NorthShore University HealthSystem in Evanston, Ill., wants to scale back a $157 million renovation at Skokie (Ill.) Hospital as the facility in the Chicago suburb admits fewer patients and shifts to more outpatient care
The proposal calls for reducing the number of medical-surgery beds, a category that includes most inpatient beds, and renovating more of the outdated hospital rather than building anew. The proposed changes are estimated to cut the project's price tag by about $30 million, to around $127 million.
The changes are “in response to recent and anticipated adjustments to the manner in which hospital services are and will be provided,” the hospital network said in its April 25 application to the Illinois Health Facilities and Services Review Board, which must approve the changes.
The project initially was approved two years ago, and about $20 million has been spent so far. A spokesman for NorthShore declined to comment for this report.
It is becoming increasingly common for health systems to scale back hospital projects or decide not to build big in the first place as private and government insurers financially reward physicians and hospitals for providing better, less expensive care rather than paying them for each service provided. That compensation structure has led to more outpatient care rather than costly overnight stays. The number of days patients spend in hospitals also has declined, prompting facilities to shift resources to outpatient treatment.
“A lot has happened in the last 12 to 18 months in terms of the types of contracts (between providers and payors) that are out there and this continued pressure to reduce the cost of care,” said Dan Marino, president and CEO of Health Directions, an Oakbrook Terrace, Ill.-based consultancy. “Hospitals are scaling down their new investments, focusing on renovations and making themselves a lot more efficient.”
NorthShore, which has three other suburban hospitals, is one of the largest health systems in the Chicago area, with $1.8 billion in total revenue in 2013. This is the second time the hospital network has asked the state board, which regulates health care projects to prevent duplicating services, to revise its project since it was first approved in June 2012.
The original plan called for converting Skokie Hospital to all private rooms by eliminating 39 beds. That would have reduced the total number of beds at the community hospital to 156, of which 138 would be for med-surg patients. The project at the time involved 174,000 square feet of new construction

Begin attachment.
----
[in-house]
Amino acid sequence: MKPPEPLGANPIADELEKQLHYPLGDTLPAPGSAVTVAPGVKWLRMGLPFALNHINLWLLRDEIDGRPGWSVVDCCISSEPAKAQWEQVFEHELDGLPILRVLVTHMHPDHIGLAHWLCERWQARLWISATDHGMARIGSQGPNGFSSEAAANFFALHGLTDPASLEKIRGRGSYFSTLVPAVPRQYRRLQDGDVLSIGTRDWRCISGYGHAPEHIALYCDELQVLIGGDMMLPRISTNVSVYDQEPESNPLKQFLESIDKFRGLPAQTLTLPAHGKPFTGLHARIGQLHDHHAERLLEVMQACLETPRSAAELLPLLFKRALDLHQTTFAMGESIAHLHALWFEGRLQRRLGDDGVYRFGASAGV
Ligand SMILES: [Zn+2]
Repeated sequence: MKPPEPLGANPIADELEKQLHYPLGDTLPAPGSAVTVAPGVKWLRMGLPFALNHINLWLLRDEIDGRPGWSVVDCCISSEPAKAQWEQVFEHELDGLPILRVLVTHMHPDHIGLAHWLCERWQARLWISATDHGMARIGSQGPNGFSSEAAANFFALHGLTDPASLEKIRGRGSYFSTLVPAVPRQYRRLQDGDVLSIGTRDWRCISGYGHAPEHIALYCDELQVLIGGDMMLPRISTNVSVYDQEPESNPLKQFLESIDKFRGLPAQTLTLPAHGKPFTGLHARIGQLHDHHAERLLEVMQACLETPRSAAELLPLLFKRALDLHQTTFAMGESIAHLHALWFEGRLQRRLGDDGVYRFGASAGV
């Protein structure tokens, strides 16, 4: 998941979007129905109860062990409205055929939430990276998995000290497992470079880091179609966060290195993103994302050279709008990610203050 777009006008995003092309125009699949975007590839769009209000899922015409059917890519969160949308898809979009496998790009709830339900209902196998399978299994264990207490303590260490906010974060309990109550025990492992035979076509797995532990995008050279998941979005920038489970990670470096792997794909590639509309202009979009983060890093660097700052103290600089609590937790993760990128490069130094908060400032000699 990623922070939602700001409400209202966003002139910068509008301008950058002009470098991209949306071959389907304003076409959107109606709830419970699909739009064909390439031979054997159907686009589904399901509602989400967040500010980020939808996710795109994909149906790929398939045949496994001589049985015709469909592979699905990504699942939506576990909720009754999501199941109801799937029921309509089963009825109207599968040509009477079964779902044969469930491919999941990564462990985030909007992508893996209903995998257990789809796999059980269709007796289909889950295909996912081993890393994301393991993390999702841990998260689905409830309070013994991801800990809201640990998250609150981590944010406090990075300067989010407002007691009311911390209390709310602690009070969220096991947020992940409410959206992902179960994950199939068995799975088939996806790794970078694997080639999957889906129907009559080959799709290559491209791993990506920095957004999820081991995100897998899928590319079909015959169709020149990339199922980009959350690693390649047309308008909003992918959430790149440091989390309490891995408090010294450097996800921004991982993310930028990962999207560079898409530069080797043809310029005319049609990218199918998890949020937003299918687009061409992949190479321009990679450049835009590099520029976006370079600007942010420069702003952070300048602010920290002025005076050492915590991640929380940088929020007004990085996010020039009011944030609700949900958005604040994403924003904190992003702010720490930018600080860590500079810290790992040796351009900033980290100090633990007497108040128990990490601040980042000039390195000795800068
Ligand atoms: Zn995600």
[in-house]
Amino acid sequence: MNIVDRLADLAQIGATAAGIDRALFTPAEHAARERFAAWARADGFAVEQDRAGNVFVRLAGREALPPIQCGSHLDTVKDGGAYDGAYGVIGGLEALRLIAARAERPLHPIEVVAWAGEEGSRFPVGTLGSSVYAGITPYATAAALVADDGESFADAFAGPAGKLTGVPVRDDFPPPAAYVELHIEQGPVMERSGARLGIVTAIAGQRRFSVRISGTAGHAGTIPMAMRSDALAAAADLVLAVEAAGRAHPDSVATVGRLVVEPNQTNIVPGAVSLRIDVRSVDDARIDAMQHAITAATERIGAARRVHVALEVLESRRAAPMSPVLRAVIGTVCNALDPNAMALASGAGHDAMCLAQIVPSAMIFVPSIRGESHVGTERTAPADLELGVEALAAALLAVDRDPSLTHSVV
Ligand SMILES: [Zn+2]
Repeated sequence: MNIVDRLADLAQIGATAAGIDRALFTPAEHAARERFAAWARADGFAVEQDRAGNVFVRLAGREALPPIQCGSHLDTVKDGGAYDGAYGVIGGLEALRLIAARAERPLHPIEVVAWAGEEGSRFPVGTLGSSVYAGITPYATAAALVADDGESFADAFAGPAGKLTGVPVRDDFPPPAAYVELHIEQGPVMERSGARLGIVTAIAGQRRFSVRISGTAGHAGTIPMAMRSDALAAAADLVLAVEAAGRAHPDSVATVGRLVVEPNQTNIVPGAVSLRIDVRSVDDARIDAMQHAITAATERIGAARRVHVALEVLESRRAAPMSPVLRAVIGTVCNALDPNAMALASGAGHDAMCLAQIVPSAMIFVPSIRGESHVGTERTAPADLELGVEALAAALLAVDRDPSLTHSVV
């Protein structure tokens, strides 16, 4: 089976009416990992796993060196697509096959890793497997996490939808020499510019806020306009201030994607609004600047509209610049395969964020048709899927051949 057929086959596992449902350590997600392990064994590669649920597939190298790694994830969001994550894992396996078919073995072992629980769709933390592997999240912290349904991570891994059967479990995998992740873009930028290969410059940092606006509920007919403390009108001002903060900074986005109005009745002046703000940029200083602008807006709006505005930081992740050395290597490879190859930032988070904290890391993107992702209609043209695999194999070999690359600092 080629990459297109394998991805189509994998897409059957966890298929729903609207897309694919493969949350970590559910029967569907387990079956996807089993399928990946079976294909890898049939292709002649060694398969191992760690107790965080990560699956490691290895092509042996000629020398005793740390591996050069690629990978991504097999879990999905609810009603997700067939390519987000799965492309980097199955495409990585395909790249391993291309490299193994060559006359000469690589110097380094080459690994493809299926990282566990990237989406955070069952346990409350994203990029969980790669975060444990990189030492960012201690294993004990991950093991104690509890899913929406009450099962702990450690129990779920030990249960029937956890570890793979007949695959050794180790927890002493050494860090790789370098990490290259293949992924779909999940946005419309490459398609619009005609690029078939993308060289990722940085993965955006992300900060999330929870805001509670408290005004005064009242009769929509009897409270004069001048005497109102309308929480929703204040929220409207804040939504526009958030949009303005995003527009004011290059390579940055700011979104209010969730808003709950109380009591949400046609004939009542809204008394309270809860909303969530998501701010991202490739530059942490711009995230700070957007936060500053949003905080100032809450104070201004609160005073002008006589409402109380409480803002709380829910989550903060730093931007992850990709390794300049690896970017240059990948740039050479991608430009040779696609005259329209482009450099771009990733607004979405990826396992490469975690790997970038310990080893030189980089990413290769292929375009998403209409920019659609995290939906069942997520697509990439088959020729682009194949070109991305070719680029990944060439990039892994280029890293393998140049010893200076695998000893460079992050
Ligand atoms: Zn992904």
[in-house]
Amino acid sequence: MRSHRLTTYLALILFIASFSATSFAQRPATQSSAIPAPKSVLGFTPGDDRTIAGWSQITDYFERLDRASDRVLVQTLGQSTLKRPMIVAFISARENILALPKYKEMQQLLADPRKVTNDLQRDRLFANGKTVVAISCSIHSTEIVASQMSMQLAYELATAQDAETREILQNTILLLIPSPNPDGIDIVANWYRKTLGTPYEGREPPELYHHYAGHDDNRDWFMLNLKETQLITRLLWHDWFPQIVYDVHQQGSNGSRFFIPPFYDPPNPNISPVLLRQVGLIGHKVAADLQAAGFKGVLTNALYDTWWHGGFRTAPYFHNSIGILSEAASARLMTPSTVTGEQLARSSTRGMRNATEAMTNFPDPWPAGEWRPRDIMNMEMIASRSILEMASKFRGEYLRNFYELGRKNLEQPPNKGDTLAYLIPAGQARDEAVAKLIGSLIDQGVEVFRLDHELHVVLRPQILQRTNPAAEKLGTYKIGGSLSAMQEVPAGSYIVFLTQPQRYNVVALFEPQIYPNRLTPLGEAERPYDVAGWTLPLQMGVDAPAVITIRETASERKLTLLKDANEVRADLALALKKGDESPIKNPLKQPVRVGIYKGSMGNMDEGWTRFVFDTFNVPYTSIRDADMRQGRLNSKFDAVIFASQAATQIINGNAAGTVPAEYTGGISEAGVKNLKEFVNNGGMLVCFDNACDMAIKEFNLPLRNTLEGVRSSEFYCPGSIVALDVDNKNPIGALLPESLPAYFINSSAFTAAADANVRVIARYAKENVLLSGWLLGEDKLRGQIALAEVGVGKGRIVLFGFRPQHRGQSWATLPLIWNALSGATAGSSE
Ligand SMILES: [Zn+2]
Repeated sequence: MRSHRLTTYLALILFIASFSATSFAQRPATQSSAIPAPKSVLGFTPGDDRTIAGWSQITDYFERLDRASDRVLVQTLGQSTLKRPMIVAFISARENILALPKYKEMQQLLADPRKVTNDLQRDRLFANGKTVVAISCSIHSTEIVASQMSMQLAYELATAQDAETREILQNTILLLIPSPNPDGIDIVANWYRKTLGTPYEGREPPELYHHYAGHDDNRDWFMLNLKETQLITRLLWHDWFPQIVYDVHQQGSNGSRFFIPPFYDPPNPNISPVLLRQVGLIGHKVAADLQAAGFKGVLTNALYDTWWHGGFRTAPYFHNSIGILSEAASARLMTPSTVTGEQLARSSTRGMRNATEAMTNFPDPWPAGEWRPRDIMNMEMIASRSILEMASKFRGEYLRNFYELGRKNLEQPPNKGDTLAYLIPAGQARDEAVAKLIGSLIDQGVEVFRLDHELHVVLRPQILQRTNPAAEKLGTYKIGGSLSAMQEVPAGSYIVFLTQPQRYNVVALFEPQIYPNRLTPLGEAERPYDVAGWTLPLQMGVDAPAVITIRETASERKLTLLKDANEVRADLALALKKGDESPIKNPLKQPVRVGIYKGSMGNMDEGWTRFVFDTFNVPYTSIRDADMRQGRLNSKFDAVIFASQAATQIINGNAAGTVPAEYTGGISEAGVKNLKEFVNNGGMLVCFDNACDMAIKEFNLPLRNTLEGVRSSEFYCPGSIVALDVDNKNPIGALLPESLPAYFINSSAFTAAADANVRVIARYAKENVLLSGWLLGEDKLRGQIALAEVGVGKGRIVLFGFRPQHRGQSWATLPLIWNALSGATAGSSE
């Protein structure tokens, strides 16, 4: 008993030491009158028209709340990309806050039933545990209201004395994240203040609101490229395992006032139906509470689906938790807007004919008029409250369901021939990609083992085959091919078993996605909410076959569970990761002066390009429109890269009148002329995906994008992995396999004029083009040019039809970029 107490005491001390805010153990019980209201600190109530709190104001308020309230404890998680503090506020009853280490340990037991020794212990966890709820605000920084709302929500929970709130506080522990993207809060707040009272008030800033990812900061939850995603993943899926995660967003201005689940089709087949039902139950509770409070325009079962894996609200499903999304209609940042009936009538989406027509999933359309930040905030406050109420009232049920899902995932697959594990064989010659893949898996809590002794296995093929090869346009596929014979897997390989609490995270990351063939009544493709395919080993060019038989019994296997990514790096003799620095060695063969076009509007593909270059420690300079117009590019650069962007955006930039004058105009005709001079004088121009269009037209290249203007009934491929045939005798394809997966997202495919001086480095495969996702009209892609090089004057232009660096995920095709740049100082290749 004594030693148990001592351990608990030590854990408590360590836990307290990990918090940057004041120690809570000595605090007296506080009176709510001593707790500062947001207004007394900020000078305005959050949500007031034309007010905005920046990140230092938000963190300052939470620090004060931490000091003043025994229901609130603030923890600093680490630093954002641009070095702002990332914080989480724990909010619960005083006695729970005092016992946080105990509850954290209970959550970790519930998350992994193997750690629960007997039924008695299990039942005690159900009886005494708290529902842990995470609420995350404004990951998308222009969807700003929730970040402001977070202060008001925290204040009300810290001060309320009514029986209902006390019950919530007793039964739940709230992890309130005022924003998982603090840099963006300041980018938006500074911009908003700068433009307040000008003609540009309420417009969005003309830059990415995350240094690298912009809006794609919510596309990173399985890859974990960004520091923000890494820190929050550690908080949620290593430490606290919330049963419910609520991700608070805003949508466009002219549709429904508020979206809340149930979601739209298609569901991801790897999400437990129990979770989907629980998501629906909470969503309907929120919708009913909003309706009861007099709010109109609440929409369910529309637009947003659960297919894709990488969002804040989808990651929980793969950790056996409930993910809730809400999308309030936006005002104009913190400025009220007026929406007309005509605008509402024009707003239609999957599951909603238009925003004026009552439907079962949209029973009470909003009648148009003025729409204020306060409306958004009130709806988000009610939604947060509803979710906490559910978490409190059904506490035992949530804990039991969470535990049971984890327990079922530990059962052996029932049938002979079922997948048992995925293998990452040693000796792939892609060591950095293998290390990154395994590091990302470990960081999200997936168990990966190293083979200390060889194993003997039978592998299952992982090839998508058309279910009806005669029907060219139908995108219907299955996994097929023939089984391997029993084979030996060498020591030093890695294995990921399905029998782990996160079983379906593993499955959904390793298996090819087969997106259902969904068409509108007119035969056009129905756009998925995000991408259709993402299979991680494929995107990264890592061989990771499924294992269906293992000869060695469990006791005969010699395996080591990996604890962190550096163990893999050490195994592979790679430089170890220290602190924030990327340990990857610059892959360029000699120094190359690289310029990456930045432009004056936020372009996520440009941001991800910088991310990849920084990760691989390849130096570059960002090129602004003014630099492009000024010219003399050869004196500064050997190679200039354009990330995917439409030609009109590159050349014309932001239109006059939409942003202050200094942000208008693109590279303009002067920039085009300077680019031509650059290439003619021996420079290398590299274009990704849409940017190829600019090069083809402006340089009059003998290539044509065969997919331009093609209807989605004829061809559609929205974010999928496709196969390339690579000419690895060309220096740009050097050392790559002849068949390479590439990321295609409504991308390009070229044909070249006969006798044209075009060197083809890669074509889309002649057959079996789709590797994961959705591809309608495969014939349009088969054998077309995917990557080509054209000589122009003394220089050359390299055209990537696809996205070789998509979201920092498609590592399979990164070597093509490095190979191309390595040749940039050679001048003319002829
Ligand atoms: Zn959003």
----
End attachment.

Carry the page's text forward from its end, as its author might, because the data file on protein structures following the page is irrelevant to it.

and 148,000 square feet of renovation.
The board unanimously approved the project, with one board member absent, despite a report from the facilities board staff that concluded the bed reduction didn't go far enough. Patients' historical use of med-surg beds at Skokie justified having only 114 beds in that category, the report found.
In February 2013, eight months after the board vote, board Chairman Dale Galassie approved NorthShore's request to increase the cost of the project by nearly $3 million to add four operating rooms and expand recovery and same-day surgery areas, facilities board records show.
NorthShore's latest proposal calls for reducing the number of med-surg beds again, to 111 from 138; combining two intensive care units into one and decreasing ICU beds to 12 from 16; reducing new construction by nearly 50%, to about 88,000 square feet; and increasing renovation by 22%, to 180,430 square feet, according to the application.
The updated plan “places a greater focus on the outpatient delivery of services,” the application said. That includes reducing the need to transfer med-surg patients from one room to another because of gender or patient compatibility issues.
Outpatient operating hours increased nearly 14% from 2012 to 2013, while inpatient admissions dropped by 8%, the application noted."NorthShore proposes smaller renovation at Skokie Hospital" originally appeared on the website of Crain's Chicago Business.